Because a curricular approach is revolutionary as opposed to evolutionary, it is necessary that you think about organizational culture and organizational change processes before undertaking this journey. For many, this shift in approach requires the development of a learning-centric organization. An organization that moves beyond “exposure” through program attendance, and towards “learning” (Kerr & Tweedy, 2006). This is also a shift from a “doing”-focused culture towards one with greater intentionality. Therefore, how “residence life staff learn and perceive their efforts within an organization while creating learning-enhancing experiences for students” is just as… Read More
Because developing a residential curriculum entails refocusing your departmental efforts towards student learning, it necessarily follows that you must develop a culture of assessment. A culture of assessment is one in which decisions are data-driven and tested through the design, implementation, and review of assessment measures. As Lakos and Phipps (2004) describe it, a culture of assessment is: An organizational environment in which decisions are based on facts, research, and analysis, and where services are planned and delivered in ways that maximize positive outcomes and impacts for customers and stakeholders. A Culture of… Read More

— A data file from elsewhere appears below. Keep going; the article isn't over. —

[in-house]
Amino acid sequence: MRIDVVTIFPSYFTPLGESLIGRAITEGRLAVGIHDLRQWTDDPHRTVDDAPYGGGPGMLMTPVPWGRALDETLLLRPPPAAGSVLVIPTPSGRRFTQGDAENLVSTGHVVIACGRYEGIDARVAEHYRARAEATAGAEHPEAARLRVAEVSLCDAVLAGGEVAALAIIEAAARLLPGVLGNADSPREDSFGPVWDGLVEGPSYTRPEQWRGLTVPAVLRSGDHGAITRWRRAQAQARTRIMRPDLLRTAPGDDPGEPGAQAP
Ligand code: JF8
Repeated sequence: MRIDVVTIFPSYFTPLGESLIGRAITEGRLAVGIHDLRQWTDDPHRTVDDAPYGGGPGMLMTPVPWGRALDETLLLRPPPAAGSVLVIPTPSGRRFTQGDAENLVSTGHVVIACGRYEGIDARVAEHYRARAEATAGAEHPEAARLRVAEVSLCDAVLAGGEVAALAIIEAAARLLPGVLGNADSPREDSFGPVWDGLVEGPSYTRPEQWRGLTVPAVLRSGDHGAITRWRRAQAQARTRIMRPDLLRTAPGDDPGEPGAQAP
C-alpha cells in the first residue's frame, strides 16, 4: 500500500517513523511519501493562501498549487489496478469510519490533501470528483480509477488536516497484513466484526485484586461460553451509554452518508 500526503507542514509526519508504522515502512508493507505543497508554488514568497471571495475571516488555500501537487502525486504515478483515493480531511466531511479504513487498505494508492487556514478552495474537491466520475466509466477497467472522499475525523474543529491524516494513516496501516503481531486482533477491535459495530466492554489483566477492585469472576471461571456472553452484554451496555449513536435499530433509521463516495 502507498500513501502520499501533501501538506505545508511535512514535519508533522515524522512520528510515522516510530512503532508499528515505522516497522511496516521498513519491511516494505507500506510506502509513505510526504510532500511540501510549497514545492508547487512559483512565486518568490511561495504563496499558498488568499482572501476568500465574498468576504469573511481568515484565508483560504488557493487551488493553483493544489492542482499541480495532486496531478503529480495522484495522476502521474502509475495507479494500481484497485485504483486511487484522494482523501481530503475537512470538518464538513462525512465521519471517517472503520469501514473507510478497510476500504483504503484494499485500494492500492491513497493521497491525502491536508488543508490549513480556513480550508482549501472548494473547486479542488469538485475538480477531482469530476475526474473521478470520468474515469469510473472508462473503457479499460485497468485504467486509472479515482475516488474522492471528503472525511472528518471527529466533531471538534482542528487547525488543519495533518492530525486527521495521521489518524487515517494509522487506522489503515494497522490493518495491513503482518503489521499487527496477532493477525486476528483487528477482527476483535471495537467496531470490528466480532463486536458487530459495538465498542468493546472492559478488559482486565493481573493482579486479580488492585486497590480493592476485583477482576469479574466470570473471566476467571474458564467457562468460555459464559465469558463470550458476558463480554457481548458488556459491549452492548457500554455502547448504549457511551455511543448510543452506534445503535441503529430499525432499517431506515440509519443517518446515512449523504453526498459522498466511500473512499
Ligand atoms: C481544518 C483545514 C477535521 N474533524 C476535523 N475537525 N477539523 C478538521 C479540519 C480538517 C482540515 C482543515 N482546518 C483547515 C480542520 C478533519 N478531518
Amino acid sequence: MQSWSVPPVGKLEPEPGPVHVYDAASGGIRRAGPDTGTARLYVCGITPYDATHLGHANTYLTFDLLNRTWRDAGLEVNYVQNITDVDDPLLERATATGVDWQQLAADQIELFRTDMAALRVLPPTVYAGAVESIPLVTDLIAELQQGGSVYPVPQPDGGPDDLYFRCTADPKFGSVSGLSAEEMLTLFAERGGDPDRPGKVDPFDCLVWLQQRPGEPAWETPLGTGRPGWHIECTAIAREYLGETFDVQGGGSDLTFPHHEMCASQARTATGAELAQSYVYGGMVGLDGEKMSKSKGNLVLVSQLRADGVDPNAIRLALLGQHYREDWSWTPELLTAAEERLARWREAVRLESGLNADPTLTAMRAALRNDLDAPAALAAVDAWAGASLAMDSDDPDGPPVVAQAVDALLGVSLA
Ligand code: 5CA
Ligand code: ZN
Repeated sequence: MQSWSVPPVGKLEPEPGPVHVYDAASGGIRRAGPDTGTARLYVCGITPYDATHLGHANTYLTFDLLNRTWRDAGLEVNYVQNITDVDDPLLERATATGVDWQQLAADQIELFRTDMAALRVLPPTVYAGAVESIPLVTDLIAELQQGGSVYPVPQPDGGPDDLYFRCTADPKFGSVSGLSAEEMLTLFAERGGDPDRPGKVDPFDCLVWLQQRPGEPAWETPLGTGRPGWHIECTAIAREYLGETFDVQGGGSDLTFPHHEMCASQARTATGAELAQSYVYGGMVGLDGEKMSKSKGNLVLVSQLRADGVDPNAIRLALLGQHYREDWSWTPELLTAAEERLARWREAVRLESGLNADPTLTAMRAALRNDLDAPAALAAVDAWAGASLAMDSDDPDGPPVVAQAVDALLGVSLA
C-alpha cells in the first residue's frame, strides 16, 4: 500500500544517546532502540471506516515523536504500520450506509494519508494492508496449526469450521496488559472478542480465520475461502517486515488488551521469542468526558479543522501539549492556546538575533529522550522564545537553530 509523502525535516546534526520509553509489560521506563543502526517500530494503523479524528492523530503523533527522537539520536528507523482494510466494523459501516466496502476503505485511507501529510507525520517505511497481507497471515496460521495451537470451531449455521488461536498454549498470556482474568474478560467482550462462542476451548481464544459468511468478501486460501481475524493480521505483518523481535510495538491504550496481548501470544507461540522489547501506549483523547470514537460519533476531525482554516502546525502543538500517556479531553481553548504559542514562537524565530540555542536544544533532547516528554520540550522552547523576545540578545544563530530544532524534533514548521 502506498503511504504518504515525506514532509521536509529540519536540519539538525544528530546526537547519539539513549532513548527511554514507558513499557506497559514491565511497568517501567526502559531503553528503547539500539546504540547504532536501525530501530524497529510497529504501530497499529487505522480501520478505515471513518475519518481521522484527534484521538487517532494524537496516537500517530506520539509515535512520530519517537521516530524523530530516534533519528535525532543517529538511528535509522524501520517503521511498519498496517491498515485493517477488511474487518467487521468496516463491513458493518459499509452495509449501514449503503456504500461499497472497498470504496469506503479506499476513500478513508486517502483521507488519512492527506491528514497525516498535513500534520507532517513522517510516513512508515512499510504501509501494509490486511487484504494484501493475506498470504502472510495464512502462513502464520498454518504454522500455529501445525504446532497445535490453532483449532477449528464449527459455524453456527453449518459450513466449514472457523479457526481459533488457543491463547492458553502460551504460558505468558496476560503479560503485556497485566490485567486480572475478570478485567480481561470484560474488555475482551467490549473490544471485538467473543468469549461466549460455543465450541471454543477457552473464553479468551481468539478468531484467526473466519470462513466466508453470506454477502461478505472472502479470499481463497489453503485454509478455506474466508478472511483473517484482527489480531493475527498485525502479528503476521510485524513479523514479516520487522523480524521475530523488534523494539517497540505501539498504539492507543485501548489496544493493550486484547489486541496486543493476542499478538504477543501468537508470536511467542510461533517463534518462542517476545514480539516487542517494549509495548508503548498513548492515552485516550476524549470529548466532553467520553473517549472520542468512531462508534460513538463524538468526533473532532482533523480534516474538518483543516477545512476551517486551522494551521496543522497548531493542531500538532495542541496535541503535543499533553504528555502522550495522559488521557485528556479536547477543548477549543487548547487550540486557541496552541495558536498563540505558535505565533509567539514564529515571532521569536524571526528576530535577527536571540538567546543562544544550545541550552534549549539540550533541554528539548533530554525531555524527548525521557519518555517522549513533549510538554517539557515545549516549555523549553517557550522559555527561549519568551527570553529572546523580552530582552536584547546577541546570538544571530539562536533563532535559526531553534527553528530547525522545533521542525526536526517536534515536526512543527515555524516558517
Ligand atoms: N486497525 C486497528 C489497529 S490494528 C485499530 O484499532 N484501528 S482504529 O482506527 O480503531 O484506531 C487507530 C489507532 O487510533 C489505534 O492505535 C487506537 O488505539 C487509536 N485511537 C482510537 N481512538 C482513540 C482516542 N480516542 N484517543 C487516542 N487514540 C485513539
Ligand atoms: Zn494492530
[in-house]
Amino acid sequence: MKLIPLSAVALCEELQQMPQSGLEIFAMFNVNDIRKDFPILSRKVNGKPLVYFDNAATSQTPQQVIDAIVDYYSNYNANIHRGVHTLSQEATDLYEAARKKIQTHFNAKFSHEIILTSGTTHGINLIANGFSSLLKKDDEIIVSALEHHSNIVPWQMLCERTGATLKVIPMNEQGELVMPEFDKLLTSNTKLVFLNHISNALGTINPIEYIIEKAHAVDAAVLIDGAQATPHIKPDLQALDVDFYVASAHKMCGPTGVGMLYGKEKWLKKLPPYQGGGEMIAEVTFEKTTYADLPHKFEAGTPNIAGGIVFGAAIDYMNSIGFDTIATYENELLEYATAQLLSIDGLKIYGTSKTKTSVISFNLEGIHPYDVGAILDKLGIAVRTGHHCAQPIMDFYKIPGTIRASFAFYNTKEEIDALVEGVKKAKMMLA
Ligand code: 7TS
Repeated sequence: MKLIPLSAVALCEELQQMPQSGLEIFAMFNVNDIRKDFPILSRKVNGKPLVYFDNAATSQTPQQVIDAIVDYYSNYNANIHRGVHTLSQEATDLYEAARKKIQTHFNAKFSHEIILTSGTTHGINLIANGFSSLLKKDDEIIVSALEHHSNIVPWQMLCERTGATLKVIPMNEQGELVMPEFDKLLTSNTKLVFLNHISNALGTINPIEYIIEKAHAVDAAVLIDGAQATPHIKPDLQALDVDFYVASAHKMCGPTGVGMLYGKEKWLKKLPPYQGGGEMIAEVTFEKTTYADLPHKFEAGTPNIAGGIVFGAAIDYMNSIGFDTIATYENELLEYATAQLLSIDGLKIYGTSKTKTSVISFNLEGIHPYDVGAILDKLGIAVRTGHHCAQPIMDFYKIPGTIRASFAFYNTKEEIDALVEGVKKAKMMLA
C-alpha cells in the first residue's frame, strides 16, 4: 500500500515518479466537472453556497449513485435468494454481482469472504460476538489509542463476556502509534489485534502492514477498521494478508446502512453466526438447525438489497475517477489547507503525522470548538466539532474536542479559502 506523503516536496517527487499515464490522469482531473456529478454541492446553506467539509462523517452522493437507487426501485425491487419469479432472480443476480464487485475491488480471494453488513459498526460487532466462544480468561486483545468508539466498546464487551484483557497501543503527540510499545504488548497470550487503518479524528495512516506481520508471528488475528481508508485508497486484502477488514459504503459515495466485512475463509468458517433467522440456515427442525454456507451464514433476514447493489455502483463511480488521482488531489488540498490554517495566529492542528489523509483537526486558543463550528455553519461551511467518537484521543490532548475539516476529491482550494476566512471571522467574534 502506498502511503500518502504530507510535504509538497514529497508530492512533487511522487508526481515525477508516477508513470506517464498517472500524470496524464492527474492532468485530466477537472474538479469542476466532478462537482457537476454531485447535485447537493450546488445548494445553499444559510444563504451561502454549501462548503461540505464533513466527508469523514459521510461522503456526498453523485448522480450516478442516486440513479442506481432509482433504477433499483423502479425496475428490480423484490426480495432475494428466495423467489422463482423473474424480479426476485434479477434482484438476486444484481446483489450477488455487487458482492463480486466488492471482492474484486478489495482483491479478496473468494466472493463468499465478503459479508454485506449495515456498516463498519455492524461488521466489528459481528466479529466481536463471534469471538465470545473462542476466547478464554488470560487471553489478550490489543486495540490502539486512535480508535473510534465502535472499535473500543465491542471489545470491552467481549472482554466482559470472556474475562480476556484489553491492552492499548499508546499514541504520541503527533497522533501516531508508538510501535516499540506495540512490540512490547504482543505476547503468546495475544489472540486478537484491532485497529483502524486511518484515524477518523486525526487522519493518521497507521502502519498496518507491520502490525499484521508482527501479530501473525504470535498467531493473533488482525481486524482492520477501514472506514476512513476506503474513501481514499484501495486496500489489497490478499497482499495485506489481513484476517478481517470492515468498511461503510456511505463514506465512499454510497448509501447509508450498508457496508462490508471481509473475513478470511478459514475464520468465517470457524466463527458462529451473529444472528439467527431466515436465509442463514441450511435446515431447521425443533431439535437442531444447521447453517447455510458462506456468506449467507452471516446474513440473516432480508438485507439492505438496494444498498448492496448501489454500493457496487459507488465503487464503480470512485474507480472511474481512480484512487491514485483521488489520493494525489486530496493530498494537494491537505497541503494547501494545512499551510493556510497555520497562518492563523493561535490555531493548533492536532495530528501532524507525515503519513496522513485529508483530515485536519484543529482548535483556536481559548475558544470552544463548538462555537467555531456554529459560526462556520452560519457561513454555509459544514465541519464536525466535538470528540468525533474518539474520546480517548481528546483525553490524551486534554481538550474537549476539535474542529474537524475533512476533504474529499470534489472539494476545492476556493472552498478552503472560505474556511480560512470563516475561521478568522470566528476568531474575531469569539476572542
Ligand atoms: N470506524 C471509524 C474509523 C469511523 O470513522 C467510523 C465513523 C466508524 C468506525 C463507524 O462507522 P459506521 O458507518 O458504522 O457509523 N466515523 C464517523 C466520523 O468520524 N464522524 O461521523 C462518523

I’ve been thinking a lot about this concept of fear in the workplace. What causes it? What are the signs and symptoms? How do you reduce it? A big part of positive organizational culture change involves “getting the fear out.” But what is the nature of fear? Specifically in higher education? Fear is multi-dimensional, cultural, and individualized. Because of this, it’s hard to discuss fear as a monolithic concept or something that has a single prescribed fix. In general, however, there are some ways of understanding fear as a broad concept.